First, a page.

Bimodal reading: Benefits of a talking computer for average and less skilled readers

Julie Montali, Lawrence Lewandowski

Research output: Contribution to journalArticlepeer-review

97 Scopus citations


Studies have shown that when information is presented through visual and auditory channels simultaneously (i.e., bimodal presentation), speed of processing and memory recall are enhanced. The present study demonstrated the efficacy of a bimodal approach to fostering reading comprehension. Eighteen average readers (9 girls and 9 boys) and 18 less skilled readers (8 girls and 10 boys) in Grades 8 and 9 participated in the study. Students were presented with social studies and science passages via a computer. Passages were presented in three conditions: visually (on screen), auditorily (read by digitized voice), and bimodally (on screen, highlighted, while being voiced). Following each passage, students answered 10 oral-response, short-answer comprehension questions. Results indicated that less skilled readers comprehended more with bimodal versus unimodal presentations. Overall, their performance in the bimodal condition was commensurate with average readers' comprehension in the visual condition. For less skilled readers, an increase in word recognition from pre- to posttesting on word lists was found across conditions. In addition, results of a brief consumer satisfaction survey suggested that low-skilled readers felt most successful in terms of their comprehension when passages were presented bimodally. Several clinical issues involved in presenting information bimodally using computers are discussed.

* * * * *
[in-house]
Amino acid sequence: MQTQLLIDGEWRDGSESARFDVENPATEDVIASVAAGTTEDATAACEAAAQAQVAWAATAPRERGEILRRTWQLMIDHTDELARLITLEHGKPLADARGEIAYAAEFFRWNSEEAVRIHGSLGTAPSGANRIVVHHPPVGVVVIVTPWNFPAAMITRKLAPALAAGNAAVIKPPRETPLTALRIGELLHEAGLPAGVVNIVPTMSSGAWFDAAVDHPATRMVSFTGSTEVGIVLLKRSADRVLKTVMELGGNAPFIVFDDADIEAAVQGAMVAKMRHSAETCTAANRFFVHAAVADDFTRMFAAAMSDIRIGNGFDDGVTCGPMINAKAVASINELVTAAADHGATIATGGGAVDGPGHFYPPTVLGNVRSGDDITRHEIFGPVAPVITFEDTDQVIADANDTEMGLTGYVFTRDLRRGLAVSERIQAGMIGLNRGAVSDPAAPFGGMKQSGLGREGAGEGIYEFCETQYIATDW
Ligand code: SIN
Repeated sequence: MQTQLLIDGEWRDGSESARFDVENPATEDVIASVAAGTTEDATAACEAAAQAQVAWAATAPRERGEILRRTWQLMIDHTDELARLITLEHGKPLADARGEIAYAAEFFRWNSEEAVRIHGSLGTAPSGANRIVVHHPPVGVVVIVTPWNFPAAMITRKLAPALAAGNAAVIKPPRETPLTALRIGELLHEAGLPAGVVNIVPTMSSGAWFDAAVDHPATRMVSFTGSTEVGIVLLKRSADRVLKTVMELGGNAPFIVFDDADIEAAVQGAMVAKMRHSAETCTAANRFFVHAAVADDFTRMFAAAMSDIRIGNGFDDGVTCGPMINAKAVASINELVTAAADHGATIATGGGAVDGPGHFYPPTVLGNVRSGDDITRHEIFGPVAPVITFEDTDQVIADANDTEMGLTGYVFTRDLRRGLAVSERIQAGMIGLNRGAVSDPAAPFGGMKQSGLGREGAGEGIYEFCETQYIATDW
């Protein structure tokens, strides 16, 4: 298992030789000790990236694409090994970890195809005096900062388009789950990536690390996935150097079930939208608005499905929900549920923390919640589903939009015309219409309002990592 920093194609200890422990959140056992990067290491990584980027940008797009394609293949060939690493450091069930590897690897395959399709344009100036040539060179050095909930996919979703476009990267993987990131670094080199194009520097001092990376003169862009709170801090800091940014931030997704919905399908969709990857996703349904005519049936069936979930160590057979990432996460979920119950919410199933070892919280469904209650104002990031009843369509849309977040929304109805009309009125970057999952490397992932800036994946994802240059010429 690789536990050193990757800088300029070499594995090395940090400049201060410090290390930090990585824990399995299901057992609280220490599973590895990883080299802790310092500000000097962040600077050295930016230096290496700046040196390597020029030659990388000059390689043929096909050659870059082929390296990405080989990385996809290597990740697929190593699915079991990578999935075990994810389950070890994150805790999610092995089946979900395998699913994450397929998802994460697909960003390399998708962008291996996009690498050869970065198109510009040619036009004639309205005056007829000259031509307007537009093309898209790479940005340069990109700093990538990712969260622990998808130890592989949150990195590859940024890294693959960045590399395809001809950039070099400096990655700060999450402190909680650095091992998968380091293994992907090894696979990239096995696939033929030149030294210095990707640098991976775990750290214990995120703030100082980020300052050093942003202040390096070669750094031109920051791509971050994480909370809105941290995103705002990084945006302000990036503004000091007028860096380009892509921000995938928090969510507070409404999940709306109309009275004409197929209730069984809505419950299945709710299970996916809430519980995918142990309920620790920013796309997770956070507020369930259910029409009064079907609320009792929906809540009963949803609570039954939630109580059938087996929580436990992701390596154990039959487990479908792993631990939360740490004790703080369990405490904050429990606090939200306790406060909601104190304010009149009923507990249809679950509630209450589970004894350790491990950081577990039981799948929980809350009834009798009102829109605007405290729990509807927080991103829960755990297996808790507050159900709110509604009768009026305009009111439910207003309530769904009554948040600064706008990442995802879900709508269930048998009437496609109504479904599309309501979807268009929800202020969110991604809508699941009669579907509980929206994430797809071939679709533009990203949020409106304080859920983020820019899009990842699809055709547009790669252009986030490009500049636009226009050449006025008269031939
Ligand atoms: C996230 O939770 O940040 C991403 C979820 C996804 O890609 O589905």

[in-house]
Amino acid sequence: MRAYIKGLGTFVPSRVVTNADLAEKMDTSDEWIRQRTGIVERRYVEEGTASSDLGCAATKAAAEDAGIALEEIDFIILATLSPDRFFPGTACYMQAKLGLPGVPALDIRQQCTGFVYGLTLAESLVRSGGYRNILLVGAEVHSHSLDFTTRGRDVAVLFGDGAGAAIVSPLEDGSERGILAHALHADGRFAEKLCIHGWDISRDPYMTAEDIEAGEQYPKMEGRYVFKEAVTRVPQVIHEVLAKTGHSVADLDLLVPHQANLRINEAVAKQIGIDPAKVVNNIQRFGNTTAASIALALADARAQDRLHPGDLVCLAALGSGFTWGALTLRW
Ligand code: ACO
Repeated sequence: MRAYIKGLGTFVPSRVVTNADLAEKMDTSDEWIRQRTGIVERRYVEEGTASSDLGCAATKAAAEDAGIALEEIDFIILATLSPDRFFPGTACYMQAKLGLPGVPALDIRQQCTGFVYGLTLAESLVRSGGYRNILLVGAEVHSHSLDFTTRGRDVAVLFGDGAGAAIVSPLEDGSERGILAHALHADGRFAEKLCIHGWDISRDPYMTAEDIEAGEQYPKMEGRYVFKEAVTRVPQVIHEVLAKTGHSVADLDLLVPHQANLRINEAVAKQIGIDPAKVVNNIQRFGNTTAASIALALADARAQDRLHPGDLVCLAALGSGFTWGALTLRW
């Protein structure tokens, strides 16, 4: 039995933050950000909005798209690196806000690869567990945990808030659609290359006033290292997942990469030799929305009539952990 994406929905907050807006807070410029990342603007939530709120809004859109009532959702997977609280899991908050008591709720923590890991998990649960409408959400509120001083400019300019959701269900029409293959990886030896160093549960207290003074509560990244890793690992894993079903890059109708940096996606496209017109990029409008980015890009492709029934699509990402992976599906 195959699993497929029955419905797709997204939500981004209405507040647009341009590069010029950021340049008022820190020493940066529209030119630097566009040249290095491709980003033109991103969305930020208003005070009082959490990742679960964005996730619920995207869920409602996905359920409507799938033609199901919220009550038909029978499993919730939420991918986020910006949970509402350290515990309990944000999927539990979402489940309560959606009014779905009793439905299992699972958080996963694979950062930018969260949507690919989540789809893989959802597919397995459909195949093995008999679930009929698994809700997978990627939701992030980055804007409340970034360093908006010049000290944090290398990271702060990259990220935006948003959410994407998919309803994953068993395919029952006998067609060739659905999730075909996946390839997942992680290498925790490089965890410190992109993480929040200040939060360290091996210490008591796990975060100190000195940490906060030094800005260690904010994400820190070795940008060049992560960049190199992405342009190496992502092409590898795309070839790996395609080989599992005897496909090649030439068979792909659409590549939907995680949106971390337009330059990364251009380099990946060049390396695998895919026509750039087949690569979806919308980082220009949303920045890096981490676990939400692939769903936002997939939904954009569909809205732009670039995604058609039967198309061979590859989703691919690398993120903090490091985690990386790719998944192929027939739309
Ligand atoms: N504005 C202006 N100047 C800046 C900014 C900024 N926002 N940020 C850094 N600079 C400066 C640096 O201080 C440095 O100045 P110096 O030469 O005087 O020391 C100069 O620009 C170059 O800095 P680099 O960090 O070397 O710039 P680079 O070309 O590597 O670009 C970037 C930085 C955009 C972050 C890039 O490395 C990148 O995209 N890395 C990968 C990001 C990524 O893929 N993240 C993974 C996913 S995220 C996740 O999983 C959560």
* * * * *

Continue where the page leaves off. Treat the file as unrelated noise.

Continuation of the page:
Original languageEnglish (US)
Pages (from-to)271-279
Number of pages9
JournalJournal of learning disabilities
Issue number3
StatePublished - May 1996

ASJC Scopus subject areas

  • Health(social science)
  • Education
  • General Health Professions


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